Protein, Appetite and Weight Loss
Protein is a vital nutrient that has many critical roles in the body. The building blocks of proteins are amino acids. There are 22 amino acids used in the human body. Nine of these have to come from the food we eat and are called essential.
Functions of protein include repair and maintenance of body tissues, energy, the formation of some hormones, enzymes and antibodies, and the transportation and storage of molecules. Protein also increases thermogenesis and satiety, both of which are useful for weight loss.
Let’s look at what the research says about protein, appetite and weight loss. We’ll also find out if there is a difference between animal protein and plant protein.
Protein and Body Composition
Clinical trials have found that consuming more protein than the recommended dietary allowance not only reduces body weight, but also enhances body composition by decreasing fat mass, while preserving fat-free mass in both low-calorie and standard-calorie diets (1).
Protein and Weight Loss
Fairly long-term clinical trials of 6-12 months show that a high-protein diet provides weight-loss effects and can prevent weight regain after weight loss. High protein diets have not been reported to have adverse effects on bone density or renal function in healthy adults (1).
Protein and Appetite
High protein diets increase appetite reducing hormones while decreasing appetite enhancing hormones such as ghrelin, resulting in increased satiety and reduced food intake (1,2,3).
Research comparing the effects of fat, protein and carbohydrates on both lean and obese men found that a high protein meal suppressed hunger for longer in both lean and obese men. However, the obese men were less satiated by the high fat meal than the lean men (4).
Protein and Cardiovascular Disease
Short-term high protein weight loss diets have been shown to have beneficial effects on total cholesterol and triacylglycerol in overweight and obese subjects. The subjects also achieved greater weight loss on the high protein diet compared to the standard protein diet (5).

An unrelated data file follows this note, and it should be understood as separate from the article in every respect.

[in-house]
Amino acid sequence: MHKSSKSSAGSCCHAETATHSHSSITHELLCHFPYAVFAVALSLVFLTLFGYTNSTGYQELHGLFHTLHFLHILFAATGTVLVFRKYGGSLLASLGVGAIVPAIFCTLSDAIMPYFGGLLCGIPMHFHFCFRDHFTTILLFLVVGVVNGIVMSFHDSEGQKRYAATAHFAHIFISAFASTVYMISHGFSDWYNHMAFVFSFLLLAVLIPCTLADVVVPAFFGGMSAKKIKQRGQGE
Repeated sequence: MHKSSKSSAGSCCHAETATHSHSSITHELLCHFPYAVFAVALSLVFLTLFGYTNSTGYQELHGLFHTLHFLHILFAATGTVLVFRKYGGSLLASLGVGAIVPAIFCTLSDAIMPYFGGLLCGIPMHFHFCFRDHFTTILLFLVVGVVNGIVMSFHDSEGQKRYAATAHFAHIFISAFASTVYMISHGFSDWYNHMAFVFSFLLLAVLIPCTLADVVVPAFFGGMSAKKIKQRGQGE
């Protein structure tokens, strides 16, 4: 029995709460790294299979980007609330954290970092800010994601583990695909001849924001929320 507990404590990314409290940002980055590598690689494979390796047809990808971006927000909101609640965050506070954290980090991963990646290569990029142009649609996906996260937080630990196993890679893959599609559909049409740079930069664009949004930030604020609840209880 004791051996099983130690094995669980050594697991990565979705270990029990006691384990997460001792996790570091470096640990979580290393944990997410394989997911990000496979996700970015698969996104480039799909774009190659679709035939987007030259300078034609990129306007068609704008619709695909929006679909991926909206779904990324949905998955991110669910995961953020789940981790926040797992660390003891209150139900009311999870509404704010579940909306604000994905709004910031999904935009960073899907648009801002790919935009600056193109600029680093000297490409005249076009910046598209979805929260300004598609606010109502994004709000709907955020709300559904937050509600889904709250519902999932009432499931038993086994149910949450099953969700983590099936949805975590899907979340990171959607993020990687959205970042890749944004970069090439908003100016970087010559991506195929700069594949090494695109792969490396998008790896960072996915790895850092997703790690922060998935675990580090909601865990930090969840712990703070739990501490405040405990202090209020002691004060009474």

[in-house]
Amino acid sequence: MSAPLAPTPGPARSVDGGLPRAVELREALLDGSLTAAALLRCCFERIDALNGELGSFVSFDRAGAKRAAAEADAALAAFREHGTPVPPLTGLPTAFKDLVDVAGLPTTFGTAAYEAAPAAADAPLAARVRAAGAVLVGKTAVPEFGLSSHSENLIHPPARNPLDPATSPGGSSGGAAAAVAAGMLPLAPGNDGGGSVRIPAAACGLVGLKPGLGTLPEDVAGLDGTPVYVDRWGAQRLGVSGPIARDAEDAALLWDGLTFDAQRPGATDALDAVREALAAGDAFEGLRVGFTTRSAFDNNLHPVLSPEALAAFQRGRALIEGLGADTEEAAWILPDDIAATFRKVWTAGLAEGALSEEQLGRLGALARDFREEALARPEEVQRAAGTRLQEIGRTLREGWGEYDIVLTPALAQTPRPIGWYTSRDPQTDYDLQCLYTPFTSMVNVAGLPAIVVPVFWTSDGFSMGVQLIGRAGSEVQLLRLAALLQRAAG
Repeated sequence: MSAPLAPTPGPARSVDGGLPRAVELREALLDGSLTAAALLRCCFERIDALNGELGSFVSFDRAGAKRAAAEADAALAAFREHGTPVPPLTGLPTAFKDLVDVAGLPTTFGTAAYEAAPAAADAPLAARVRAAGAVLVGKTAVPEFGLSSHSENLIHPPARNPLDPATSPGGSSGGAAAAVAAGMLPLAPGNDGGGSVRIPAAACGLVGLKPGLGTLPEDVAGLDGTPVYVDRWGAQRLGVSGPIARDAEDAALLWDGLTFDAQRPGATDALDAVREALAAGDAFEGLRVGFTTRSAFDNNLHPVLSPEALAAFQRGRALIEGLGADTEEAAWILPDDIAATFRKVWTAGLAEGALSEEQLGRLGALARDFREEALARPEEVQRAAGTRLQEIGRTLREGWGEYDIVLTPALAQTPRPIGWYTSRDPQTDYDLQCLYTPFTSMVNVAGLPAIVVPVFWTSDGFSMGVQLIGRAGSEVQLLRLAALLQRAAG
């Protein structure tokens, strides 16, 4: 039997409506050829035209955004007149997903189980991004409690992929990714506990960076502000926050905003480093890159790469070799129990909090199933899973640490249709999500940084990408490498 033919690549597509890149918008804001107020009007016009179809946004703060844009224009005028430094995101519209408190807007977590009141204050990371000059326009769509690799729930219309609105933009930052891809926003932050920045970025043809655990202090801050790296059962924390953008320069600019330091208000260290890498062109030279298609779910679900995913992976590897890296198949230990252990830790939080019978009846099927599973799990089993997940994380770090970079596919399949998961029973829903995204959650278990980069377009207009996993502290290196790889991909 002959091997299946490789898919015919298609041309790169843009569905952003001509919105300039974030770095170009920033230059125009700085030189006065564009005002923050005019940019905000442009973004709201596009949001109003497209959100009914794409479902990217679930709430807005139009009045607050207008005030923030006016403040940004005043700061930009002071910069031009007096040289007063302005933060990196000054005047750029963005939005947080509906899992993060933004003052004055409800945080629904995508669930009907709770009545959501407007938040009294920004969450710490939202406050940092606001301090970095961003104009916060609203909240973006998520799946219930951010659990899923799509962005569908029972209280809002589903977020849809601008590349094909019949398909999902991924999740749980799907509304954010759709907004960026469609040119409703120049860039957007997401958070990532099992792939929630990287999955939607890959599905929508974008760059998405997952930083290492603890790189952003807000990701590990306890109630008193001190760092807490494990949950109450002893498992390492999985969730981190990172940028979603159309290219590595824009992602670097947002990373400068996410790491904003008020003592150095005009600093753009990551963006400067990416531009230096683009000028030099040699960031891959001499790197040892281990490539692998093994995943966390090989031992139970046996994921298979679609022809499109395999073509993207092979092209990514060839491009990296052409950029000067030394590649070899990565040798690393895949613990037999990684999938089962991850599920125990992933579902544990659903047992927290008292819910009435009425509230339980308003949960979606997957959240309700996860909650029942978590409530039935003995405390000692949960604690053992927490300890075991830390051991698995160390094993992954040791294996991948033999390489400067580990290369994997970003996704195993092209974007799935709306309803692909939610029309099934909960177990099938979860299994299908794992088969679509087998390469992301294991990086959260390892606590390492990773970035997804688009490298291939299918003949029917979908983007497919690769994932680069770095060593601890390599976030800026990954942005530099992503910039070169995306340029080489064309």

What Are the Effects of Protein?
The mechanisms by which high protein diets increase energy expenditure are two-fold:
- Protein leads to a higher diet induced thermogenesis than carbohydrates and fats.
- Protein intake prevents the loss of fat free mass, including muscle, which helps maintain resting energy expenditure despite weight loss.
In conclusion high protein diets are an effective and safe weight loss-inducing method that can prevent obesity and obesity-related diseases. However, long-term clinical trials spanning more than 12 months are needed (1).
Plant Protein vs Animal Protein
There are many studies showing the benefits of eating a plant based diet on many aspects of human health and environmental health. A review into the effects of protein from a range of plant sources found that plant proteins have beneficial effects on blood sugar levels, appetite, cardiovascular health and muscular health and are more sustainable than animal based diets (6).
In one study obese men were given either vegetarian or meat based meals comprising 30% protein, 30% fat, and 40% carbohydrate. Appetite control, weight loss and gut hormone profile were similar for both diets. This suggests that vegetarian diets can be as effective as meat-based diets for appetite control during weight loss (7).
- J Obes Metab Syndr. 2020 Jul 23. Clinical Evidence and Mechanisms of High-Protein Diet-Induced Weight Loss. Moon J et al.
- Physiol Behav 2020 Aug 5;113123. Effect of short- and long-term protein consumption on appetite and appetite-regulating gastrointestinal hormones, a systematic review and meta-analysis of randomized controlled trials. Kohanmoo A et al.
- Am J Clin Nutr 2013 May;97(5):980-9. Contribution of gastroenteropancreatic appetite hormones to protein-induced satiety. Belza A et al.
- Am J Physiol Gastrointest Liver Physiol. 2012 Jul;303(1):G129-40. Effects of fat, protein, and carbohydrate and protein load on appetite, plasma cholecystokinin, peptide YY, and ghrelin, and energy intake in lean and obese men. Brennan IM et al.